This reorientation continues into the STEPS Pathways to Sustainability Summer School and the first sessions that focus on getting to know each other. The attraction to this event is obviously the content and the methodologies developed by STEPS and breadth of experience of the faculty. However, for me, participation in this event is a personal experiment with agency and broadening my experience; intended to see how or if I, as a middle aged woman, can ease or fit into events targeting and extending PhD programs. It’s been a valuable and edifying experience offering some perspectives on how I might better manage these age differences in the future and whether there is any efficacy in the lived experience of a ‘mature PhD’. This isn’t a claim for any special consideration but rather an approach to PhD researchers that examines the ‘otherwise’; if language is political then what do terms like ‘young PhD’ or ‘early career researcher’ actually mean and who do they address in the institutionalised and prescriptive environments of academia? I suspect, it is for me to navigate these differences better rather than those who are younger given that some are yet to reflect on ideas of age and aging and what that means for peer-to-peer relationships, their activism or their living. The challenges facing young researchers and PhDs, and young learners more generally, are vast, especially as they also grapple with the hyphenated and fractured identities of activist and researcher. Disposition matters. More than 30 years after I first stood on picket lines or participated in street marches – with unionists, with feminists, with Indigenous people, with environmentalists, and with social justice, civil liberties and human rights advocates – I still stand with those groups and people. At times, still calling for the same reforms, like reproductive rights for women. Despite the urgencies of so many issues and reforms, activism can be slow and enduring and it can take lifetimes even in privileged contexts like Australia.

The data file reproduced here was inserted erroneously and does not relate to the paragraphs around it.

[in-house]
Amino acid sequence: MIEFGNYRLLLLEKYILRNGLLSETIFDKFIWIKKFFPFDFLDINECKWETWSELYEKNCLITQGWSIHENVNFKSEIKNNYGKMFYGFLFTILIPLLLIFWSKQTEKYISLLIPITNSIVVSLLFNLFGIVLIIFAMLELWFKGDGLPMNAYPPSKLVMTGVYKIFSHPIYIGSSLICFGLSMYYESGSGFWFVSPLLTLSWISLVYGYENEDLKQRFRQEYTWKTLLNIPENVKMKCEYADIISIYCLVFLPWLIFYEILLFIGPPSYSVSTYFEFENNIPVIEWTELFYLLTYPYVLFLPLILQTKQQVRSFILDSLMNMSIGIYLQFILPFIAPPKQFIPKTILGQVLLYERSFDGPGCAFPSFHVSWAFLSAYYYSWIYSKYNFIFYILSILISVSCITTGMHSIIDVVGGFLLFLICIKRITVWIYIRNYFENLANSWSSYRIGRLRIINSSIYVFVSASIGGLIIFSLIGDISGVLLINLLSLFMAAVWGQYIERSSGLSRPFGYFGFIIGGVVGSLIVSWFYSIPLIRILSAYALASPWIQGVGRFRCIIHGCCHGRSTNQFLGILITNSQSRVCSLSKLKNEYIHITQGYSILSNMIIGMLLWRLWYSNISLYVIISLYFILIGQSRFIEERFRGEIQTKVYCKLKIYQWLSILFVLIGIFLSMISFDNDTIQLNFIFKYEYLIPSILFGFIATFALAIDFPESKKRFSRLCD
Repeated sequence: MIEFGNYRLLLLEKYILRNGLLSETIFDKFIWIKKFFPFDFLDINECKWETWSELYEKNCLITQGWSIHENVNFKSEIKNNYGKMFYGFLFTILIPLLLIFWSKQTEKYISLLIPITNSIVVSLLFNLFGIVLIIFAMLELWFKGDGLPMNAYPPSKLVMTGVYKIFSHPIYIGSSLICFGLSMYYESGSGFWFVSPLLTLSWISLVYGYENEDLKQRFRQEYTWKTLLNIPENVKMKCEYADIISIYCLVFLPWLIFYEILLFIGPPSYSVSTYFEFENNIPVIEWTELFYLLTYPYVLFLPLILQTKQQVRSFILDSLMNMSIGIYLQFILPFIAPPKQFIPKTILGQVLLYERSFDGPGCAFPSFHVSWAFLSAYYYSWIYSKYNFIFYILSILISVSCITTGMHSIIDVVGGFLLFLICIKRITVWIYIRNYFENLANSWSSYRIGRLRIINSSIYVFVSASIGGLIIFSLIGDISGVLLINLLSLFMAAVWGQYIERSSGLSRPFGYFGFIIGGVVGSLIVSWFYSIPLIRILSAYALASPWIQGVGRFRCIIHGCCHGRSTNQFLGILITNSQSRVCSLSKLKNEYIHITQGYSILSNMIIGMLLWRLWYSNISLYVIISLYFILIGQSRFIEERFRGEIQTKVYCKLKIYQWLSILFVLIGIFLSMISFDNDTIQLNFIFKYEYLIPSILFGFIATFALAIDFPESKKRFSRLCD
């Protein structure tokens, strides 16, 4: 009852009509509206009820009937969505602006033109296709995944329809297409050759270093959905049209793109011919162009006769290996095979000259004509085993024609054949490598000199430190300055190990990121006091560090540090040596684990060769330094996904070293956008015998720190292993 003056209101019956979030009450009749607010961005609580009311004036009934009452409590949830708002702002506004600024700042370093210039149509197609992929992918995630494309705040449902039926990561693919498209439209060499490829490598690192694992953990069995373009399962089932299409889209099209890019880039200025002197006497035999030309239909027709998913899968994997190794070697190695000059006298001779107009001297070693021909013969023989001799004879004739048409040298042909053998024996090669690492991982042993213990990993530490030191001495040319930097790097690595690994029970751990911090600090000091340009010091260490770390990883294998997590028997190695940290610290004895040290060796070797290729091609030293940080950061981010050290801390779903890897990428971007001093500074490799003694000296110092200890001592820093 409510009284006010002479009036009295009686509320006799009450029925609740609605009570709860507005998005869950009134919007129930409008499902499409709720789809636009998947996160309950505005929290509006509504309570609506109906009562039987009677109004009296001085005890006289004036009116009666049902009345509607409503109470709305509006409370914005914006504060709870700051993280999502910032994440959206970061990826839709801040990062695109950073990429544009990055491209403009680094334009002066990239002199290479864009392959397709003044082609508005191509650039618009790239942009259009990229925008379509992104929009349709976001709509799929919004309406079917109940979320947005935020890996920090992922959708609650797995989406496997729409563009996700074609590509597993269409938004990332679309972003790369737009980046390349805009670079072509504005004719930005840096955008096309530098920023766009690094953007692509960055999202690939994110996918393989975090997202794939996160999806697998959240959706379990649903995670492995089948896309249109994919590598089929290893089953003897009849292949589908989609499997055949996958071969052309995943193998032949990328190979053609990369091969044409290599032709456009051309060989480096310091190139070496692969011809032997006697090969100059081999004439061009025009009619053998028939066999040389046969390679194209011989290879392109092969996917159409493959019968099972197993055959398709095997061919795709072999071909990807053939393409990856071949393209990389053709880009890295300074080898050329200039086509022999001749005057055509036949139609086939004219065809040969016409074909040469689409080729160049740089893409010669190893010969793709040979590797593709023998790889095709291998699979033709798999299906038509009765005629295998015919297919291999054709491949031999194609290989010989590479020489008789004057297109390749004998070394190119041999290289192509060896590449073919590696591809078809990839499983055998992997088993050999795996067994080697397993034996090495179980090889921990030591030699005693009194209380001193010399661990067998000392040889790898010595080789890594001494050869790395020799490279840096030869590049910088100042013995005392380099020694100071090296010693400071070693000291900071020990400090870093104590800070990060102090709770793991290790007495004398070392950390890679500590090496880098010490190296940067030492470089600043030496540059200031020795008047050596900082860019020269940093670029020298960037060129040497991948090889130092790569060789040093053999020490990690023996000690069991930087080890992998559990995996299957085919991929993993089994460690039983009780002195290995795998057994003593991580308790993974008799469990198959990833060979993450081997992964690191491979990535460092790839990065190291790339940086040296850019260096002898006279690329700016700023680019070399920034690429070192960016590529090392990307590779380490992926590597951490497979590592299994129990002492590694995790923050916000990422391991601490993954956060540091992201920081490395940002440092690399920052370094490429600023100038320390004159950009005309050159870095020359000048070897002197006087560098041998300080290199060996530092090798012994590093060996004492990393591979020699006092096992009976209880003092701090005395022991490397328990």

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A question remains about how to recognise our difference and different stages of our lives – that our common pool of commitments and experiences remains ever binding, yet liquid. The introductory exercise, River of Life, aimed to provide a means for telling our stories and the metaphoric significance of running waters. These reflections are not unique to the STEPS environment as so much of this Summer School reminded me of the Design Futuring labs I have participated in. Yet, as I have noted in my reflections on those, there’s a question in the mix about the making of community and, in particular, the role of older people – beyond the paradigmatic student/teacher relationship framed by the university – and their place in peer-based learning environments and nascent communities of researchers. If we are in this together, how far does this togetherness extend in an academia which is adroitly cleansing itself of the middle aged and older staff? It is not the first or most important question but it is a question that often weighs on my embodied self, striking cacophonous notes in always varying and multiplying situations.